"The Sound Sleep treatment focuses on energy with firm strokes that ground the energy of the person, while the light-touch strokes help calm the mind and remove stressful energy from the body," Holtz told me afterward. Alternative therapy treatments like Reiki healing and acupuncture follow a similar bodywork technique, which is believed to release endorphins, reduce stress, allow energy to circulate more freely in the body.
While I couldn't incorporate the light-touch massage into my evening ritual at home (my boyfriend wasn't sure if I was joking when I floated the idea), there was another part of the treatment that proved helpful when my hour was up: scent. Fragrant oils were heated and applied to my skin with a soft brush. "Essential oils can absolutely help prepare a person for a restful night’s sleep. Whether it is using the oils on the body, for inhalations or diffused in the environment, they can be particularly beneficial," said Holtz.
Of course, the essential oil blend used in this treatment was selected with as much intention as the music. "We use Tranquility Oil," explained Holtz. "The notes of cedarwood combine with the more sparkling notes of sweet orange and Damascus rose," she told me. "The sweet and slightly balsamic essential oil of sandalwood sets the base, and with notes of geranium and vetiver create the tail of the scent. A hint of vanilla warms and harmonizes."
If you can't find the exact blend at home, studies suggest lavender oil is just as effective at calming the body. Josh Axe, a doctor of natural medicine, recommends using the essential oil in your evening ritual. "Lavender is naturally calming, so I recommend diffusing it in your bedroom in the evening before bed," he told MyDomaine. "It will help you to fall asleep and get a good night’s rest."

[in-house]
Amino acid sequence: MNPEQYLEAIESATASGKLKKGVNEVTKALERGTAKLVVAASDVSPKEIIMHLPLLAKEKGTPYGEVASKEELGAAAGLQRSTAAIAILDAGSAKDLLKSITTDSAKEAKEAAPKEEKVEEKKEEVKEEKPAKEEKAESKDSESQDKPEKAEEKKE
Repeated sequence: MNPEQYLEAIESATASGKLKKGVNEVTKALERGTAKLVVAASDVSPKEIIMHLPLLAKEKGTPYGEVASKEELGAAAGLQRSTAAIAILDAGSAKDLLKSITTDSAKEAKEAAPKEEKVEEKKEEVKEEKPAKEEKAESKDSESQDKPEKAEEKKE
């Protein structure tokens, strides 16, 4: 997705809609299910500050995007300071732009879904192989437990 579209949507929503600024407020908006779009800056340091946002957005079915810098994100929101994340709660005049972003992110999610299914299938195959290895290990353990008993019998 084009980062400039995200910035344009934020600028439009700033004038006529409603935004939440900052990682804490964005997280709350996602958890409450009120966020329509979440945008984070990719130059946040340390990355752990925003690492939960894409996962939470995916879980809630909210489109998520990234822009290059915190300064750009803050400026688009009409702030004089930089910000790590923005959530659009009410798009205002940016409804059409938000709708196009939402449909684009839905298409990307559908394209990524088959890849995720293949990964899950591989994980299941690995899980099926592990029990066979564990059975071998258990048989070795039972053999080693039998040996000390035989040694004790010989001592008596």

When the music dulled and my energy had been drawn down my calves and out through the tips of my toes, I slowly eased back to reality. Groggy, I stepped out of the treatment room and into the spa's quiet space, an open balcony with views of the Pacific Ocean. That night, I was asleep in less than a minute. It was a deep, dreamless sleep that was so utterly restorative, it made me realize that while I haven't had sleep problems, I've also never experienced great sleep. It's the kind that makes your toes tingle as you begin to drift and leaves you alert the next day, not foggy.
The effects lasted for three blissful days, and then I returned to New York and the chaos of my East Village street-facing apartment. While I can't fly back to L.A. every time I'm stressed out on deadline, that 60-minute treatment left me with a few tools to re-enter a meditative state. A glance at my nightstand reveals bottles of essential oils, a diffuser, and speaker. You might even think I'm the type of person who believes in the power of energy to soothe stress and calm fatigue. After those three nights of exquisite sleep, I'm not ruling anything out.
This press trip was paid for by Destination Hotels. Editors' opinions are their own.